Eparchial Clergy Attend Clergy Conference in April - Twice

   Clergy meetings have been a regular feature for more years than anyone alive can remember. Traditionally St Nicholas eparchial clergy have met twice-a-year—once for a spiritual retreat, once for a “business meeting”.

   These events were noted in the New Star since the inception of the newspsper more than fifty years ago. Reference has often been made to the fact that the priests and deacons have had to drive, fly, take a train or bus—whether to Chicago or some other location, usu-ally within the eparchy, giving Illinois residents a way to become acquainted with other areas in which our parishes are located.

   We’ve been to California, Colorado, Arizona, Michi-gan, Texas—or by joining priests of the Metropolitan See—to Pennsylvania and Washington, DC. An agenda is always provided, and often a chance to sight-see or emulate a tourist.

   Late in March a message from the Chancery an-nounced a Clergy Meeting on April 2: an agenda was sent, and everyone was expected to be present. One slight detail was changed: due to prevailing conditions of recently-imposed travel restrictions and directives to limit the size of groups allowed in any confined space, and limits on physical proximity—a new ap-proach had to be implemented.

   With electronic communications being readily avail-able, all were given instructions on how to participate in the gather-ing. Rather than by car, bus, train or plane, priests, monks, and deacons were to attend using a computer, smart phone, or landline, at a time convenient to the four time zones in which parishes are lo-cated. Bishop Benedict conducted the meeting to focus on some of the emerging developments (at a rapidly-changing pace) precipitated by the new coronavirus.

   And so it was—the agenda was simple—a discussion of three doc-uments that had been sent out in answer to the question “how do we deal with this phenomenon?” Guidelines were given, and some time for individuals to ask for clarification and discuss the feasibility of practical solutions. Especially important was concern about soothing the parishioners’ anxiety over inability to attend services.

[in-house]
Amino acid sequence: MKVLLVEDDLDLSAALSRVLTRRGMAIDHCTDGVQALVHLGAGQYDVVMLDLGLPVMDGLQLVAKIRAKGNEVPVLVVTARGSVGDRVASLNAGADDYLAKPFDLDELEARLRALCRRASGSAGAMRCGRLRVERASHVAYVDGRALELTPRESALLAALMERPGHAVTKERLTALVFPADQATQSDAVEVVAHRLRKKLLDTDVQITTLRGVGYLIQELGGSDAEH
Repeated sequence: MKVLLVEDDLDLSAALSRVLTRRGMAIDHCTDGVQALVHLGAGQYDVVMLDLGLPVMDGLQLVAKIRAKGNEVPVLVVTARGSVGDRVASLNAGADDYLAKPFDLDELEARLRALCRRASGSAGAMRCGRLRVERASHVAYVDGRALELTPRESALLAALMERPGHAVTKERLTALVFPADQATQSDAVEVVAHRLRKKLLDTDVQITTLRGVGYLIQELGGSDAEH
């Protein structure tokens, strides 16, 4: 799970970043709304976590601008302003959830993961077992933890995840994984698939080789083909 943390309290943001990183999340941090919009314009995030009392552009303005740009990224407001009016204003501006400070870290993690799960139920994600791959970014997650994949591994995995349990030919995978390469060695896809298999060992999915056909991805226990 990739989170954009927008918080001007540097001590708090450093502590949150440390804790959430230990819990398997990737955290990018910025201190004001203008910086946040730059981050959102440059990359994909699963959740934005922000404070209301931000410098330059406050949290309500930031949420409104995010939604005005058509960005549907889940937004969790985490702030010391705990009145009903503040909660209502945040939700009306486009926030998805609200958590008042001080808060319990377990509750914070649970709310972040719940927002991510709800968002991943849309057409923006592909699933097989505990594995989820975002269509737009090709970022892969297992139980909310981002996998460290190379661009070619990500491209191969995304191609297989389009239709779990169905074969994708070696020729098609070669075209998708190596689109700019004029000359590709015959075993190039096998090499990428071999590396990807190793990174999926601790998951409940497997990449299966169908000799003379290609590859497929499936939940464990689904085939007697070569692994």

It was a most inopportune time to have this crisis arise: Holy Week was approaching. How to handle blessing willows—to conduct the services of Holy Week—processions, the plaschanytsya? More pro-cessions—Resurrection Matins—blessing Paschal Foods!

   Directives from His Beatitude were announced, and we were put at ease with the instruction to follow the restraints deemed necessary by civil authority, and—as in the use of communication tools for the meeting—parishes were to stream their services so parishioners would not be left without spiritual contact. All were advised to “stay home to stay safe, and keep others safe” and as time allows, return to a normal schedule. This varies state by state.

   And, at the end of April, another gathering of clergy was an-nounced. By the same arrangement, all clergy were called to meet again—on April 29, the second-last day of the month—for a tour of the South-West Deanery. Ten parishes were visited with a brief pres-entation. Each visiting cleric was able to be at his own office, den, front porch or living room.All that was missing was the expense and perils of travel, and the pleasure of in-person greetings and the chance.
   Source: NewStar (Volume LV, No. 5, May, 2020)

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